When the certain news of Lincoln’s election finally came, it was hailed with joy and acclamation by both the leaders and the people of South Carolina. They had at length their much coveted pretext for disunion.
Continuing South Secedes from the United States,
with a selection from Abraham Lincoln, A History by John Hay and by John Nicolay published in 1890. This selection are presented in 4.5 installments for 5 minute daily reading.
Previously in South Secedes from the United States.
Place: Southern United States
As to the alleged destruction of equality, the North proposed to deny to the slave-States no single right claimed by the free-States. The talk about “provinces of a consolidated despotism to be governed by a fixed majority” was, in itself an absurd contradiction in terms, which repudiated the fundamental idea of republican government. The acknowledgment that any danger from anti-slavery “measures” was only in the future, negatived its validity as a present grievance. Hostility to “our institutions” was expressly disavowed by full constitutional recognition of slavery under State authority. The charge of “sectionalism” came with a bad grace from a State whose newspapers boasted that none but the Breckinridge ticket was tolerated within her borders, and whose elsewhere obsolete “institution” of choosing Presidential electors by the Legislature instead of by the people, combined with such a dwarfed and crippled public sentiment, made it practically impossible for a single vote to be cast for either Lincoln or Douglas or Bell — a condition mathematically four times as “sectional” as that of any State of the North.
Finally, the avowed determination to secede because a Presidential election was about to be legally gained by one of the three opposing parties, after she had freely and fully joined in the contest, was an indulgence of caprice utterly incompatible with any form of government whatever.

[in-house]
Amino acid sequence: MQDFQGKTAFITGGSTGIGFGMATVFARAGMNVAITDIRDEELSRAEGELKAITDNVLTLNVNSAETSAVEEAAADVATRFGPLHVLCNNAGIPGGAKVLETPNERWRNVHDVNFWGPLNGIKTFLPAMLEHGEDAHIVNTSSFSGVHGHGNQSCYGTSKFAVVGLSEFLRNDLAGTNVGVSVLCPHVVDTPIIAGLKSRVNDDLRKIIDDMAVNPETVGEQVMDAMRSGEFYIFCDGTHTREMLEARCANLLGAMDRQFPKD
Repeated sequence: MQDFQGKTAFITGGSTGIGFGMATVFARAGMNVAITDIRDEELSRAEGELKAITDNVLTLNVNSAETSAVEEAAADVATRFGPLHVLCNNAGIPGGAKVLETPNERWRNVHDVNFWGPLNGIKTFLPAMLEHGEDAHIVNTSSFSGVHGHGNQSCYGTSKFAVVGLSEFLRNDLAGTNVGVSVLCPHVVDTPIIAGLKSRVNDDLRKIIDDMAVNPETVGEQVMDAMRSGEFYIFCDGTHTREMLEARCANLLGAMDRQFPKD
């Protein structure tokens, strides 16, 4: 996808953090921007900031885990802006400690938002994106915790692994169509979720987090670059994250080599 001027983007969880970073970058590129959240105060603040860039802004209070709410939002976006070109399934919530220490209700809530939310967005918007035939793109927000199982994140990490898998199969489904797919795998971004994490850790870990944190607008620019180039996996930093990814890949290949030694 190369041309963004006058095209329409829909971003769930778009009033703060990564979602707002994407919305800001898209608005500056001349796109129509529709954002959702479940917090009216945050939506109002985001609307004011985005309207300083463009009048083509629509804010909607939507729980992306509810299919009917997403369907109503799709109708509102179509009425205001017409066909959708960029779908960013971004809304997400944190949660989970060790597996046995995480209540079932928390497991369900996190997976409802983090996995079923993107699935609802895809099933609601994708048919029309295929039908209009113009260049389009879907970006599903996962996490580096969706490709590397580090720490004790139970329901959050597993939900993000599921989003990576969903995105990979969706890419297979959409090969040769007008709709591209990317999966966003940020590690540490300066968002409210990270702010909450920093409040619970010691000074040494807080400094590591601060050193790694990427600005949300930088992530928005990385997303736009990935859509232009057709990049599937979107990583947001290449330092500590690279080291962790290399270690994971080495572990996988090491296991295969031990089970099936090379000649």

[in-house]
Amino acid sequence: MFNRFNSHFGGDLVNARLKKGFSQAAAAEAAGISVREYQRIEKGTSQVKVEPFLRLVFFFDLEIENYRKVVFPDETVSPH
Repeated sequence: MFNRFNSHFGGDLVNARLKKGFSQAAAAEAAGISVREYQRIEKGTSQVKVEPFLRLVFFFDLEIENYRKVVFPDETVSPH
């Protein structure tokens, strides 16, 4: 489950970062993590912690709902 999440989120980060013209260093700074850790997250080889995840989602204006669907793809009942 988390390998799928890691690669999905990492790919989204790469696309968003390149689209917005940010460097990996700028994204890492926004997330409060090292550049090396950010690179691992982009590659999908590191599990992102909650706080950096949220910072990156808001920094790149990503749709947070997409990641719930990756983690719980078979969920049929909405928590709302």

There is no need here to enter upon a discussion of the many causes which, had given to the public opinion of South Carolina so radical and determined a tone in favor of disunion. Maintaining persistence, and gradually gathering strength almost continuously since the nullification furor of 1832, it had become something more than a sentiment among its devotees: it had grown into a species of cult or party religion, for the existence of which no better reason can be assigned than that it sprang from a blind hero-worship locally accorded to John C. Calhoun, one of the prominent figures of American political history. As representative in Congress, Secretary of War under President Monroe, Vice-President of the United States under President John Quincy Adams, for many years United States Senator from South Carolina, and the radical champion of States Rights, Nullification, and Slavery, his brilliant fame was the pride, but his false theories became the ruin, of his State and section.
[South Carolina “House Journal,” Called Session, 1860, pp. 16, 17.]
Governor Gist and his secession coadjutors had evidently still a lingering hope that the election might by some unforeseen contingency result in the choice of Breckinridge. On no other hypothesis can we account for the fact that on the 6th of November, when Northern ballots were falling in such an ample shower for Lincoln, the South Carolina Legislature, with due decorum and statute regularity, appointed Presidential electors for the State, and formally instructed them to vote for Breckinridge and Lane. The dawn of November 7 dispelled these hopes. The “strong probability” had become a stubborn fact.
When the certain news of Lincoln’s election finally came, it was hailed with joy and acclamation by both the leaders and the people of South Carolina. They had at length their much coveted pretext for disunion; and they now put into the enterprise a degree of earnestness, frankness, courage, and persistency worthy of a better cause. Public opinion, so long prepared, responded with enthusiasm to the plans and calls of the leaders. Manifestations of disloyalty became universal. Political clubs were transformed into military companies. Drill-rooms and armories were alive with nightly meetings. Sermons, agricultural addresses, and speeches at railroad banquets were only so many secession harangues. The State became filled with volunteer organizations of “minute men.”